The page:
As part of my principles of visual communication module, I’ve come up with a series of images for a project themed ‘ESCAPE’, where it aims to bring across the meaning of each sin through a central object in each image, and how each sin aims to provide content though transient.
This series collectively conveys individual strength, resolve, and the immense amount of time taken to either escape from the shackles of sin, and overcome human errors and how persistence sometimes fails in the journey of doing so.
Sometimes we are shackled by the hustle and bustle of our busy everyday lives. We somehow resort to momentary remedies which seems to be the panacea to our problems. Can one seek resolve from stress through ways of escape, or does it just take time?
Interpretation of ESCAPE series of images
All the images shown in this series are placed on a background of crumpled paper which echoes one’s typical reaction to stress, by crushing a paper. I would regard the audience or viewers to be common individuals who are working and under a lot of stress or are extremely busy or facing a tumultuous time in their lives.
The first image shows a baby being pressed on by adult hands, which in my opinion shows the fragility and tenderness of how we inherently are but shifts towards stress due to one’s hectic lifestyle. I played with the overlaying image here to give a foreground-background effect, coupled with texture to show roughness within that same image.
The images that follow are the seven deadly sins; cardinal vices that some turn to inadvertently as a counteracting measure to stress or as an escape.
Sloth is the first sin to be displayed in this series (though the order of the sins do not necessarily matter for this case). With the use of positive and negative space to achieve an overall effect of the sculpture looking away in ignorance. Sloth as a sin could refer to ‘reluctance to work or make an effort or laziness’ but it could also mean the current state of apathy some face today. The ‘I don’t know, I don’t care’ mentality is dangerous especially in today’s modern context and it is hence pertinent for viewers to recognise this as one of seven deadly sins.
Envy is defined as ‘a feeling of discontented or resentful longing aroused by someone else’s possessions, qualities, or luck’ which parallels how the corporate world or how capitalism arguably works today: the rich get richer, the poor get poorer. To climb the corporate ladder is one’s main goal when one enters the workforce. There is hence little intrinsic satisfaction and this image serves to portray the green eye of envy, and how it can be avoided by seeking the smaller, more subtle things in life.
Wrath ensues when one cannot attain what he/she wants, and refers to ‘extreme anger’. The carefully bled out image here shows a man screaming with fury, and how one turns red with anger at times due to the discontent or stress faced due to personal, work, or family issues.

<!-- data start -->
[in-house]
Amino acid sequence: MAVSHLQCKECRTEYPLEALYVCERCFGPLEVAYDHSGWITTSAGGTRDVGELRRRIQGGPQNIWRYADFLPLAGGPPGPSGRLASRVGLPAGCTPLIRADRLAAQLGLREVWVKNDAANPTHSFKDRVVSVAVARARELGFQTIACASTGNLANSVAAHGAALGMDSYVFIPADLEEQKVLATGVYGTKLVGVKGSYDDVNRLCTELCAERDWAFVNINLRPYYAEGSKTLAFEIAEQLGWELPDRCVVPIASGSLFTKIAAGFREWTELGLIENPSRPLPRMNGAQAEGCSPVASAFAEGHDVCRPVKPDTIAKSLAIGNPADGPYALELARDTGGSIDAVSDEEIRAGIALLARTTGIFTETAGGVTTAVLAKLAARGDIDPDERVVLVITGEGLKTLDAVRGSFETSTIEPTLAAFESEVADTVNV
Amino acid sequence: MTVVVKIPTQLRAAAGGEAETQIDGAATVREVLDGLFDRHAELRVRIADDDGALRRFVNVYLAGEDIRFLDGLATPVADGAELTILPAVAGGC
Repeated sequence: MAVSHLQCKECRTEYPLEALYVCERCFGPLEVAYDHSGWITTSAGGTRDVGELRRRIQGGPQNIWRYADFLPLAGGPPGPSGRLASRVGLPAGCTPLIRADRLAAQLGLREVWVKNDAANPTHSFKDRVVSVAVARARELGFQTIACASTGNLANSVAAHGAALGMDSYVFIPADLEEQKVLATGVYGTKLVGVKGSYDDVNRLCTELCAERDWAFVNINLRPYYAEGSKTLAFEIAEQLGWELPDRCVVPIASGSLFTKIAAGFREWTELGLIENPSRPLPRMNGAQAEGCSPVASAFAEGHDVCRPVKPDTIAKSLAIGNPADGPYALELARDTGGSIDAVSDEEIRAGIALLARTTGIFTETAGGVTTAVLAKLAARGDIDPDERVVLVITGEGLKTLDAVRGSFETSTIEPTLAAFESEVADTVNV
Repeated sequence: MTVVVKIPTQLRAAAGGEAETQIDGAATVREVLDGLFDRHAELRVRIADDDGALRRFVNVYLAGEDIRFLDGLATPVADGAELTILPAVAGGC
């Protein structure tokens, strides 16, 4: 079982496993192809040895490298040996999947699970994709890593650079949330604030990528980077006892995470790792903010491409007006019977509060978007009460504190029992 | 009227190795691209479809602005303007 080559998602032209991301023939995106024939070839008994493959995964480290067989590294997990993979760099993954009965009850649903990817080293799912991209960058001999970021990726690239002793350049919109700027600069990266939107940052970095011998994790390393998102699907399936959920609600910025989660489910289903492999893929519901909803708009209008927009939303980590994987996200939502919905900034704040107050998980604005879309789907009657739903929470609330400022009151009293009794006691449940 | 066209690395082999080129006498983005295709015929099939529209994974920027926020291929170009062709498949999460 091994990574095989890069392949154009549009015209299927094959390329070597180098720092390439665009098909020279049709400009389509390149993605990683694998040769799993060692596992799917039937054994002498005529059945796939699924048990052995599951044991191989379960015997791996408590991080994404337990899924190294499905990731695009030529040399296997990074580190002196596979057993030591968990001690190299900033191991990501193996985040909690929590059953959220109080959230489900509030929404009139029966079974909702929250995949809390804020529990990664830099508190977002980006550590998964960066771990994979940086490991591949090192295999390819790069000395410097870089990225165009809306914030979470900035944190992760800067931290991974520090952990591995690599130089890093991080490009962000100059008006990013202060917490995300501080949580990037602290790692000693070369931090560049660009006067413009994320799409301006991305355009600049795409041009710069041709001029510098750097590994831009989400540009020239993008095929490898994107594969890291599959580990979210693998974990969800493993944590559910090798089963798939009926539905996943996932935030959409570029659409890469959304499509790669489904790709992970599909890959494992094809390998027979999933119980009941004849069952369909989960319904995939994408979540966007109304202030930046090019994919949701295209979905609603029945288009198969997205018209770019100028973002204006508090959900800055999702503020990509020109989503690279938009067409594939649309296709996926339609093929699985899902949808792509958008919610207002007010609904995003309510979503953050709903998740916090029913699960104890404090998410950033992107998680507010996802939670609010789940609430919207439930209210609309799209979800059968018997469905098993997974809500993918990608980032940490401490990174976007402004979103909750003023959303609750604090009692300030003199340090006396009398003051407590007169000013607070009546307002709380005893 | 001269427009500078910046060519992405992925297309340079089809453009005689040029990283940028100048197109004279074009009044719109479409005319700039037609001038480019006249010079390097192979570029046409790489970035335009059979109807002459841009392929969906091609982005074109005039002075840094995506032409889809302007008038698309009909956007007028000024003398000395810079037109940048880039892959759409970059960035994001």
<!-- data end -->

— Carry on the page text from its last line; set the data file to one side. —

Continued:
Gluttony is one sin that most people face which is commonly known as the ‘excess in eating’. This is illustrated with a large man gorging on food in a mustard yellow overlay which signifies how temporary the happiness is for the individual can attain while indulging in gluttony. While this does little harm to one’s personal mores, an excess in anything makes for a desire for excess in other things which then brings about the nature of greed which can be dangerous.
Pride is ‘a feeling of deep pleasure or satisfaction derived from one’s own achievements’ and one who has achieved certain milestones in life may be guilty of this sin and is portrayed using by a single facial structure with underlying tones bled out to show accurately the expression of hubris. One’s ego could potentially get in the way and a prideful individual holds oneself at the highest.
On greed, one could have an intense and selfish desire for something, especially wealth or power. Many argue that money is the root of all evil: — but I will say that greed is the root of all evil. The self-perceived feeling of not having enough is destructive for one to keep wanting more, to seek happiness when it may already be present. The central object used here for this a pot of gold with a devilish smile depicts a bottomless pot of gold, and how no matter how much one puts in there, it will never be enough.
The seventh sin of lust is common to some and is also known as ‘strong sexual desire’. An image here playing with the negative and positive space along with the colour of desire, red, aims to show how humans are creatures that may lose control. Lustful desires are paralleled to the scantily dressed couple positioned as the central object of the image performing a sexual act, showing possible promiscuity and the lack of self-control.
Finally, the clock is reminiscent of Salvador Dali’s The Persistence of Memory, which shows how clocks lose their power in the dream world. Similarly, when one sins, one loses power to the realm of sins, and can only persist should they find resolve, as seen in the last image with a dark eagle on a dark crumpled-paper background. The reason why I chose for the final image to be ‘dark’ is because I was trying to portray a negative feeling of resolve and how individuals must fight the urge to sin.
With persistence, and through time, individuals can (and must) find a resolution for themselves to overcome their own inner demons.